I believe that many people are more networked than they think. There are two things — that if people did them — would prove that they are more networked than they think.
First, you need to talk with people. When you’re standing in line talk to the person in front of you. I’ll bet you have some things in common, may even have some friends in common. But we don’t talk with others.
Second, we need to read and then talk about what we have read. That brings people into our lives that perhaps have connections to what we’ve been reading.
One evening I was sharing these “theories” of mine with a group of people. We were eating dinner at a restaurant in our town. They wanted examples so I gave them two. I read a book titled The First Heroes. It was a book about the Doolittle raid over Tokyo. In the book the author wrote about the short runway take-off procedures they practiced at Eglin Air Force Base in FL. A great book. Well, I was working out in at the YMCA and saw a young guy come in and work out and he was wearing an Eglin Air Force Base t-shirt. I wanted to talk with him about whether there was a wall or a display of some kind about the Doolittle Raiders. I lost track of him. I was later sitting in the hot tub with the oldest guy in the YMCA. He was in his late 80’s. The young man came in and sat in the hot tub with us, so I began asking him about Eglin and if there was a display, etc. Then I asked him a question. I asked, “I wonder how they really taught those guys how to take off on a short runway.” At that the old guy in the hot tub with us replied, “Let me tell you how we taught them.” Unbeknown to us, he had been a flight instructor with those guys. We were talking with living history!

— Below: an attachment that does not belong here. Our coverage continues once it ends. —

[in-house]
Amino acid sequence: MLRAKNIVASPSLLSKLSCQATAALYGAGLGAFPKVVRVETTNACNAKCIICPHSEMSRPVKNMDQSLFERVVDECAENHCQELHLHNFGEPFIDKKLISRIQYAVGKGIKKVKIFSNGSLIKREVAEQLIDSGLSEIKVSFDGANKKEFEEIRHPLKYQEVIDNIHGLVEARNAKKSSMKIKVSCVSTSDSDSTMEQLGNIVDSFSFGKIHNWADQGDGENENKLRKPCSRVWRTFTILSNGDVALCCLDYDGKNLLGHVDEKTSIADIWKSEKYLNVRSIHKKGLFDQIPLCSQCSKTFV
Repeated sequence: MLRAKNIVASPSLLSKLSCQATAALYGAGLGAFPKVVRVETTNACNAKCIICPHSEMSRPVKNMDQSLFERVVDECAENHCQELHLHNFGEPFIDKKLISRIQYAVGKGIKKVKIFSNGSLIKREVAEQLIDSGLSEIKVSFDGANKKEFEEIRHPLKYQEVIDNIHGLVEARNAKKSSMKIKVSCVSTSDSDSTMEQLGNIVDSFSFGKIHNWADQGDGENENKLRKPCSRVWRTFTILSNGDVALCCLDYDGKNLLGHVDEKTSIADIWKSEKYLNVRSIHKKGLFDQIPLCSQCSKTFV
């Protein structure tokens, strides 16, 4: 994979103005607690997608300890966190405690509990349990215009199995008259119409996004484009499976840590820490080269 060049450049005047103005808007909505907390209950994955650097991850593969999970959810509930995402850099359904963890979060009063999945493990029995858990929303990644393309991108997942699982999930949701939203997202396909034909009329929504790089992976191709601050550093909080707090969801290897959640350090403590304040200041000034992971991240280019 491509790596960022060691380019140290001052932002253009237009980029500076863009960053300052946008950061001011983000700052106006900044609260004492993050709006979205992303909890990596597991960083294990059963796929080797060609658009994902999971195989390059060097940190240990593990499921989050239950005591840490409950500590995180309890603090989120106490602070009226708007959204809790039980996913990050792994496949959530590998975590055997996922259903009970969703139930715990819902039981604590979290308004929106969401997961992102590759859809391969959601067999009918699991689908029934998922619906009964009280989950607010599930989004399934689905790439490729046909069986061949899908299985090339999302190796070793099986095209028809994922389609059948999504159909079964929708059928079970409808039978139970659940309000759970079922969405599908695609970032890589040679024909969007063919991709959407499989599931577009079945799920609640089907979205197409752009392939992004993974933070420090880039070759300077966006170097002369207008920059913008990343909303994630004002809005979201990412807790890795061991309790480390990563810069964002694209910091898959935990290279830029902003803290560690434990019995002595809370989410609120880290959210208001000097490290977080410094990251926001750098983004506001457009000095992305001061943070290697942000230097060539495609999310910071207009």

The other story I told them about was another book I had read about the Great Raid. It was how our G.I’s rescued a group of POW’s who were survivors of the Bataan Death March in the Philippines. There were about 250 Philippine resistance fighters who helped our guys free the prisoners. Shortly after reading this book I attended a conference. At the refreshment table I met a guy my age who was Asian. I asked him where he was from and he said the Philippines. I told him about the book and the raid. His response was yes he knew about that raid because his father was one of the Philippine Scouts who were a part that action. We had a good time talking about what his Dad told him about the famous raid.
In both situations I felt like I was talking with living history. As I told my friends these two stories, I then told them about another book I had read. The name of that book was The Day the World Came to Town. It was a book that told about what happened to a number of the jumbo jets flying from Europe to the United States on 9/11. They were forced to land in Canada. A number of them landed in Gander, New Foundland. The book is an intriguing story about how this town of less than 10,000 people opened their hearts and homes to thousands of strangers that were stranded there for several days. We wondered what it must have been like. At that point our waitress chimed in and said that she had been a flight attendant on one of those planes and she shared what an awesome experience that had been.
We were amazed! An example of what I had been sharing about actually happened as we sat there having dinner.
So — read a lot and then talk about what you read, even with strangers. See what happens!
Well that’s this leader’s view.